Fremantle Sailing Club traces its origins back to the late 1800s. There have in fact been three “Fremantle Sailing Clubs” over the past 100 years or more.

Competitive sailing commenced in Fremantle in 1872 with a series of annual regattas culminating in the formation of the Fremantle Yacht Club in 1885. This club conducted its races in the vicinity of the mouth of the Swan River and the waters of the Outer Harbour.

Then, in 1897 the North Fremantle Sailing Club was established, and in 1900 changed its name to Fremantle Sailing Club. This club was based in the river, and sailed mainly in the waters around Point Brown – about where the Stirling Bridge joins the bank of the Swan River.

Two clubs at the port with similar names provoked adverse comment from one yachting reporter, but this was solved in 1902 when the two clubs amalgamated to form the West Australian Yacht Club. This arrangement worked well for five years, but eventually a group broke away and formed – or perhaps, re-formed – the second “Fremantle Sailing Club”. But that was short-lived, and by 1908 the Fremantle clubs were described as “extinct”. It was not until twelve years later that an attempt was made to form another yacht club, and when it was (in 1920) it was named the Port Yacht Club. History then repeated itself, and the club had had a change of heart and changed its name to Fremantle Sailing Club in the following year. Hailing the formation of this new club, the press confidently predicted that it had a bright future. They were right, for that is the quite remarkable club that we are today… But there were many highs and lows along the way.

The South Beach Era

This club conducted its racing in the waters just south of the southern breakwater of the present Success Harbour. It was known as South Beach then, just as it is today, but the scene was very different. South Beach was one of THE places to go. In its heyday of the 1920s it had a jetty with a shark-proof enclosure; a railway station that brought visitors from as far away as Midland and beyond; the Hydrodrome change rooms/tea rooms; and an amusement park. The coastline with its Norfolk Island palms and lawn went much further out to sea than it does today.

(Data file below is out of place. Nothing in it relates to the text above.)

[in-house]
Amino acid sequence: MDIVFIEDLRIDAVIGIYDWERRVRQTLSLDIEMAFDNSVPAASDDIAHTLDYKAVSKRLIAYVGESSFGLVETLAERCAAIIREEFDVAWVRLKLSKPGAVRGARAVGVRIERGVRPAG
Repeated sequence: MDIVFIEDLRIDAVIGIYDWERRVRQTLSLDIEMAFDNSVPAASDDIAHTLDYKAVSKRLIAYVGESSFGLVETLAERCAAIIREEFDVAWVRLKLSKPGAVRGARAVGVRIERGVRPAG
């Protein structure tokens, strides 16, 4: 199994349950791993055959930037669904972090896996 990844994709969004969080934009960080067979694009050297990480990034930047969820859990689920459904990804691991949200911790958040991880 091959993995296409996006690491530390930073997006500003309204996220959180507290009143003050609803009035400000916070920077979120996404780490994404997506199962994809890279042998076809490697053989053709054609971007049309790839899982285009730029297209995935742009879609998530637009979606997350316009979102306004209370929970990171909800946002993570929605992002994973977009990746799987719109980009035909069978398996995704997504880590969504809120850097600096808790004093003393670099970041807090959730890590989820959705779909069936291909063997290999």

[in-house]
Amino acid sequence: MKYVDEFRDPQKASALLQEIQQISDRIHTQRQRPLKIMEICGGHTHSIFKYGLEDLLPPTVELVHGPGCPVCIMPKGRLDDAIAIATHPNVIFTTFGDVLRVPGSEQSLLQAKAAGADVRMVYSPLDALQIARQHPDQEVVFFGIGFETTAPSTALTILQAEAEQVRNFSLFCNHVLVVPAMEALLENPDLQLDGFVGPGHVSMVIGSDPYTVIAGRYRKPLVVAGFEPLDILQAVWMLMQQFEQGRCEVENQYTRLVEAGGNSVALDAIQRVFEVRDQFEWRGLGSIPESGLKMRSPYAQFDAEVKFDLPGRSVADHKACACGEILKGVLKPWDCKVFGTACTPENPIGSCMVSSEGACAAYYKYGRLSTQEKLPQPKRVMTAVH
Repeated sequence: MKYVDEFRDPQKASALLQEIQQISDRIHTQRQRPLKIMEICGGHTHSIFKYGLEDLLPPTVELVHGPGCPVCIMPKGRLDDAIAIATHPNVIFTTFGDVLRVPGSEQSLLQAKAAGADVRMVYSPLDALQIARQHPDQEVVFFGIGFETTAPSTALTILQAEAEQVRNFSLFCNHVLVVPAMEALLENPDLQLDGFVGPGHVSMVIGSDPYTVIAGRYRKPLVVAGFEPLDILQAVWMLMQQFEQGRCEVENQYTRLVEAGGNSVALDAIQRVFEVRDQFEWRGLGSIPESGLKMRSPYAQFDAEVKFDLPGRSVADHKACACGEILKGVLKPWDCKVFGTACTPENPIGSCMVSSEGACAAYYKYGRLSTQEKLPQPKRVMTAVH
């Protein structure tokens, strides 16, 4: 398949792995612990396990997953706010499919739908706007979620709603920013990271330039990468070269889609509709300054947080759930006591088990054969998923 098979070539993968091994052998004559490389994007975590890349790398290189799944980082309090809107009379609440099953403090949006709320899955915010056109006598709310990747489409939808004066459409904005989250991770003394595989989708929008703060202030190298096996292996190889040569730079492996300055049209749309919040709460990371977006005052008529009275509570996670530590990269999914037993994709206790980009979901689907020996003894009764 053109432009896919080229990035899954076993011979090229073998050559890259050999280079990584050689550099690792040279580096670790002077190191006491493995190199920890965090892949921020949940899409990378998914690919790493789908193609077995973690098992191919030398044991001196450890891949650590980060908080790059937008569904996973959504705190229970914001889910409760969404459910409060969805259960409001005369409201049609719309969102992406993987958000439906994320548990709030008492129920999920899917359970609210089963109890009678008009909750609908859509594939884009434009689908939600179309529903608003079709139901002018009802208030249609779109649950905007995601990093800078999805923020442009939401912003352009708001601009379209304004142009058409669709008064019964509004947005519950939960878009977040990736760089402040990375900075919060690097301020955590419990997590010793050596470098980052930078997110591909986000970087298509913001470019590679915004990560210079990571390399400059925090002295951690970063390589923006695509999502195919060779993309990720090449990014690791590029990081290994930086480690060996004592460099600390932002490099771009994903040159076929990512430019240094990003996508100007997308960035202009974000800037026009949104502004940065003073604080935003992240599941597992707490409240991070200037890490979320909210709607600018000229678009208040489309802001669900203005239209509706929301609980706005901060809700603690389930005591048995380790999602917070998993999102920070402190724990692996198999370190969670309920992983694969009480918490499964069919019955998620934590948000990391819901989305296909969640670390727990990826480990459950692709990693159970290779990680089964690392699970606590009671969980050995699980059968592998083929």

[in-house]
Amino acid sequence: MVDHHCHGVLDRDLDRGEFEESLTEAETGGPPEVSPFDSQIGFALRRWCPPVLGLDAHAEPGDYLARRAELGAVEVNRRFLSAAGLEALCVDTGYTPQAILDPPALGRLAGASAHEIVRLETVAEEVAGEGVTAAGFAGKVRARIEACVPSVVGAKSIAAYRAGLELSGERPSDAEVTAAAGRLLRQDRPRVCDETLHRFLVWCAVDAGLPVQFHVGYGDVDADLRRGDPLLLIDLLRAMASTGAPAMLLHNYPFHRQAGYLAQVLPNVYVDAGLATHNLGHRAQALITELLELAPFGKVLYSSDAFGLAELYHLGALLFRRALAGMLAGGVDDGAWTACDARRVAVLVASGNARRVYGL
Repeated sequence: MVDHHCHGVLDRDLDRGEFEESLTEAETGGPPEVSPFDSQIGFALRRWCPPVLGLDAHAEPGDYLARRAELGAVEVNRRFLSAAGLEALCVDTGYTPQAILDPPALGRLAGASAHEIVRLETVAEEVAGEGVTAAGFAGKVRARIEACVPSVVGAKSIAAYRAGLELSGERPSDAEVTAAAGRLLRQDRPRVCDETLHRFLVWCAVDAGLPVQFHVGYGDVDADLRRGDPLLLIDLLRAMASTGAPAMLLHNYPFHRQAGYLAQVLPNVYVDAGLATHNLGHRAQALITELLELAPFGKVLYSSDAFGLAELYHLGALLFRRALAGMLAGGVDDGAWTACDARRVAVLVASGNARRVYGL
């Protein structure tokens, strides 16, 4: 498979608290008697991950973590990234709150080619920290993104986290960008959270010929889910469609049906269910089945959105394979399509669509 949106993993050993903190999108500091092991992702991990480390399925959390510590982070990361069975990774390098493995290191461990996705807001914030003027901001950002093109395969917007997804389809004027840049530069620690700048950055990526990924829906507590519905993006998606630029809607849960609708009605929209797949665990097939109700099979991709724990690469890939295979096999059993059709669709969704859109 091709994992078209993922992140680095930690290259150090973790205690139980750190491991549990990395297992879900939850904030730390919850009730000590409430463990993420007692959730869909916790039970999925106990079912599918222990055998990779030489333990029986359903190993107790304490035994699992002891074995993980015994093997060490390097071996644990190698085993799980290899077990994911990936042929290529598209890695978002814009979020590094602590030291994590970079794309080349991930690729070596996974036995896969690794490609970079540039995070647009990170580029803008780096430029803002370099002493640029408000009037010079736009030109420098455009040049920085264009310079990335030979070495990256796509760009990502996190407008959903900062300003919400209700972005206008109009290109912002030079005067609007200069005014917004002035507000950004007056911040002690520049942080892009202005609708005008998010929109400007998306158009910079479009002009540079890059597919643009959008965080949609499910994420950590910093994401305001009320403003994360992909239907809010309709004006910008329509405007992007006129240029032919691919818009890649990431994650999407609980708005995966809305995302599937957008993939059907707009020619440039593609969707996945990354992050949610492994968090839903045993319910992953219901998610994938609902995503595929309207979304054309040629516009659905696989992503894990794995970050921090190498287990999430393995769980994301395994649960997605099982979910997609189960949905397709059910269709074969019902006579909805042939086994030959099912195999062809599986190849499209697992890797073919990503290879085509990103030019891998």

The Club conducted its races from the South Beach Jetty and apart from the races themselves, the coming and going of the yachts generated much interest amongst the public.

Initially the Club did not have a clubhouse, but that was solved in 1923 when the Fremantle Council gave the Club a somewhat dilapidated building known as Field’s Bathing Shed. It was a wooden structure that had originally come from the Long Jetty, and the arrangement was that the Club could have the building if it would remove it themselves. They also leased a piece of land from the Fremantle Council at the foot of Scott Street, – about where the present crossing over the railway lines are into Success Harbour. Members formed week-end working bees, and after a lot of effort, they succeeded in dismantling the building, floating the sections down to the Scott Street site, and then re-erected it. The whole exercise took eighteen months, and the new clubhouse was officially opened at a Smoke Social in June 1924. It may not have been much, but for the very first time a Fremantle yacht club has a home that it could call its own. South Beach and the Sailing Club prospered for a time, and the Club ran dances in the clubhouse as part of its social programme and as a money raiser. The building was also in demand by other groups for a variety of purposes. The Club had a busy programme of weekly races, family picnics to Garden Island, and regular overnight (men only), “Billy Runs” to Garden Island. However, eventually the years and gales took their toll, the appeal of South Beach diminished, and one by one the jetty, the shark-proof fence, and the Hydrodrome were demolished. South Beach was dying, and the Club could see that it needed to make plans to move.

In August 1939, two blocks of residential land on the corner of Marine Terrace and Louisa Street came on the market. The then Commodore, Joe Cooper, saw the potential of these as a future site for a clubhouse, and proposed that the Club purchase them. The members were willing, but the Club had no money, so Joe and another leading member, Les Cook, put up the money and bought the land in the Club’s name. On 4 September – almost a month later – Australia was at war. The Second World War resulted in a dramatic drop in Club membership as men joined the services, and the Club suffered a decline in attendance and patronage of its dances. It struggled on, but in January 1942 — and without notice to the Club — the army demolished the clubhouse, as it was deemed to be a security hazard in the event of an invasion. Meetings were then held intermittently in a boat shed for the remainder of the war.